PROTOMARTYR OF OCEANIA
Feast: April 28
On April 18, 1841, a band of native warriors entered the hut of Father Peter Chanel on the island of Futuna in the New Hebrides islands near New Zealand. They clubbed the missionary to death and cut up his body with hatchets. Two years later, the whole island was Catholic.
St. Peter Chanel's death bears witness to the ancient axiom that "the blood of martyrs is the seed of Christians." He is the first martyr from Oceania, that part of the world spread over the south Pacific, and he came there as the fulfillment of a dream he had had as a boy.
Peter was born in 1803 in the diocese of Belley, France. At the age of seven, he was a shepherd boy, but the local parish priest, recognizing something unusual in the boy, convinced his parents to let him study, in a little school the priest had started. From there Peter went on to the seminary, where it was said of him: "He had a heart of gold with the simple faith of a child, and he led the life of an angel."
He was ordained a priest and assigned to a parish at Crozet. In three years he had transformed the parish. In 1831, he joined the newly founded Society of Mary, since he had long dreamed of being a missionary; but for five years he was assigned to teach at the seminary in Belley. Finally, in 1836, his dream was realized, and he was sent with other Marists to the islands of the Pacific. He had to suffer great hardships, disappointments, frustration, and almost complete failure as well as the opposition of the local chieftain. The work seemed hopeless: only a few had been baptized, and the chieftain continued to be suspicious and hostile. Then, when the chief's son asked for baptism, the chief was so angry that he sent warriors to kill the missionary.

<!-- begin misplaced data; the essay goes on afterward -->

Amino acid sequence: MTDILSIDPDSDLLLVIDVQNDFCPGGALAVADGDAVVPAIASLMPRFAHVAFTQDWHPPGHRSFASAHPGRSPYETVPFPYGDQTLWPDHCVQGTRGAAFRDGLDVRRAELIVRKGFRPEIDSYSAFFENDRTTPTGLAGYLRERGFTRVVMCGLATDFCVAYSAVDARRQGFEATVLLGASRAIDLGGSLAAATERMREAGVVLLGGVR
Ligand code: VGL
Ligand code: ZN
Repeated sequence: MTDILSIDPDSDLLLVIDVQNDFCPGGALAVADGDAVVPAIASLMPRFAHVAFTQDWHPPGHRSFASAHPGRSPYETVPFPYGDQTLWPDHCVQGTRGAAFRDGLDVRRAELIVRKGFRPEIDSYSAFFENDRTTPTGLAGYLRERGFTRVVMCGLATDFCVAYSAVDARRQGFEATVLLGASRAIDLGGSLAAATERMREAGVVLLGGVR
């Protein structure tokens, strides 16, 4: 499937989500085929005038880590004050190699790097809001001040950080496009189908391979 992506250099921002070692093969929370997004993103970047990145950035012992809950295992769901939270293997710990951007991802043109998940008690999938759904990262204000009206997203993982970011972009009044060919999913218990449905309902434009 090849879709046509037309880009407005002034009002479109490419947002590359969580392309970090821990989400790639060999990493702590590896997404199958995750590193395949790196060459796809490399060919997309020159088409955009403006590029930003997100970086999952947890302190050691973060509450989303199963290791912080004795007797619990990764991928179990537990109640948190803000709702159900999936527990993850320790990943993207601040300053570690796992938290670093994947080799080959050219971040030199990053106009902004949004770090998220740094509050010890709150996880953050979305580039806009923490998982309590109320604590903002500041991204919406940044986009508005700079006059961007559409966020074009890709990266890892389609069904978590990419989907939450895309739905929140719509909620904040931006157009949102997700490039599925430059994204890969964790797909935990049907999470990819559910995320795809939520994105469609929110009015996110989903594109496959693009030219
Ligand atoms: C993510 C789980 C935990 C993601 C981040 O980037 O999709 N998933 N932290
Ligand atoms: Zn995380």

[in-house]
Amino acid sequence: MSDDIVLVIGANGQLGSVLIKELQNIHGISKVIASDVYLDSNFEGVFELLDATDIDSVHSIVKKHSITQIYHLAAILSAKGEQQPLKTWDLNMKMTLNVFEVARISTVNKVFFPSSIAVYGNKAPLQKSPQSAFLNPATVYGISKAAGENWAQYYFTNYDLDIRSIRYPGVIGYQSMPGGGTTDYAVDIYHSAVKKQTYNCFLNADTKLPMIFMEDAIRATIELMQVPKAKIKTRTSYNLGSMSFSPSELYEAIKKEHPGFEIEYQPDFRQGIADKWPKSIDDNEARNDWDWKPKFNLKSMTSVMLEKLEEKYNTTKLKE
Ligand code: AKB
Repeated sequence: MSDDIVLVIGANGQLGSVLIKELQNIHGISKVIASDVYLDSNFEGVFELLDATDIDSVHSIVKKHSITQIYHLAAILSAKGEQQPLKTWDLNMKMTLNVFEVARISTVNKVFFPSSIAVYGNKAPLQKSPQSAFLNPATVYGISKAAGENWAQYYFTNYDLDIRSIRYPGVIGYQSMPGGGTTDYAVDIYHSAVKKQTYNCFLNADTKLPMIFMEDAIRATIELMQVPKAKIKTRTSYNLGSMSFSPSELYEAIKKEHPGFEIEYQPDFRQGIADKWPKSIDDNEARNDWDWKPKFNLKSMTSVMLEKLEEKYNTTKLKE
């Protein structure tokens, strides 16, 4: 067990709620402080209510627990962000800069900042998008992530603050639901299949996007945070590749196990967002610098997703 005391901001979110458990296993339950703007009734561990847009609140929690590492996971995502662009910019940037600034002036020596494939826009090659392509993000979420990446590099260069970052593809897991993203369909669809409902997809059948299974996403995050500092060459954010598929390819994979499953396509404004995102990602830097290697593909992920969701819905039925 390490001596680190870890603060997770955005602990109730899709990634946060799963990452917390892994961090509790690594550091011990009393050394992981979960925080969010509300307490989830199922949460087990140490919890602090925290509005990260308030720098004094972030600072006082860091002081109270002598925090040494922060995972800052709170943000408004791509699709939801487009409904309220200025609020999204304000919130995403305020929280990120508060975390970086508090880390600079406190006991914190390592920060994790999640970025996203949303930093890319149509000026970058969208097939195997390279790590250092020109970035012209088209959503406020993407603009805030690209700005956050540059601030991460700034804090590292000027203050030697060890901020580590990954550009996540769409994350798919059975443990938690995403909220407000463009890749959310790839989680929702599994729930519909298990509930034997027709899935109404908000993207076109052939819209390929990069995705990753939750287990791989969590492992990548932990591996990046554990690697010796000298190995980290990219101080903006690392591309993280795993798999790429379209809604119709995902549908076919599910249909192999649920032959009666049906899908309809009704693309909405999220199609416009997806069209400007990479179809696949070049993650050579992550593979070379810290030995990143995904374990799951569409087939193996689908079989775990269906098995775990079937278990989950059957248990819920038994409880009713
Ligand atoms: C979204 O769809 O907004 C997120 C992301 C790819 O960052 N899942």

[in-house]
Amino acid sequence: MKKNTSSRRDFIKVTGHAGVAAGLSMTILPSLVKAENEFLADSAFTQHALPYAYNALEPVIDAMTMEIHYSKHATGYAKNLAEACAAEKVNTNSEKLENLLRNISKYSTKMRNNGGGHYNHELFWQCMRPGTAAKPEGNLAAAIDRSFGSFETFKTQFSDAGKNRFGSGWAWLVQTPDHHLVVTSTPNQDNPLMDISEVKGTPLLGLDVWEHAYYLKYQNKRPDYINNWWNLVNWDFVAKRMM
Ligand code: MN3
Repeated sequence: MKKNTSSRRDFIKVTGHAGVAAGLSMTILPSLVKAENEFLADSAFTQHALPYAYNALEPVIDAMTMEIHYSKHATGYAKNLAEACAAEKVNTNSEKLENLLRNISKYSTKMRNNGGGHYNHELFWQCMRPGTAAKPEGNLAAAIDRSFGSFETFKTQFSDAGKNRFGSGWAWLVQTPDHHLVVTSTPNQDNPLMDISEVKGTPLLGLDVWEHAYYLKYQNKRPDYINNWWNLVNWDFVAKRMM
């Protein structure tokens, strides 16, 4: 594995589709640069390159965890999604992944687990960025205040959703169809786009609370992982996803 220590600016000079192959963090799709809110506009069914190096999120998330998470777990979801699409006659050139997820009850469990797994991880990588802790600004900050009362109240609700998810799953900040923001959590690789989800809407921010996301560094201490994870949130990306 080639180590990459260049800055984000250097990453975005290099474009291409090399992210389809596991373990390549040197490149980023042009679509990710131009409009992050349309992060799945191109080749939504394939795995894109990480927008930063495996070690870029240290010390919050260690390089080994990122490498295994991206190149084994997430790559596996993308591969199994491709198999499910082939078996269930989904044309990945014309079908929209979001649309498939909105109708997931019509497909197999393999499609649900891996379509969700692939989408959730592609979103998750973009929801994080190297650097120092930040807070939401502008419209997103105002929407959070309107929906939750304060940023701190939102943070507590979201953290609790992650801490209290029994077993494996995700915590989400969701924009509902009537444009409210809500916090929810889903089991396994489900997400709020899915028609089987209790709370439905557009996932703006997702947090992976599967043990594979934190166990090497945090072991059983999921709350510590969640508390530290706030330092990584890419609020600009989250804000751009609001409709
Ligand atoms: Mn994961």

Peter's violent death brought about the conversion of the island, and the people of Futuna remain Catholic to this day. Peter Chanel was beatified in 1889 and canonized in 1954.
Thought for the Day: Success or failure is often not completely in our hands, and sometimes we have to face what seems almost certain failure. But success is not required of us, only fidelity. St. Peter Chanel's work ended in his own death in the face of what seemed total failure. Out of that failure, God brought about the success Peter was seeking.
From 'The Catholic One Year Bible': . .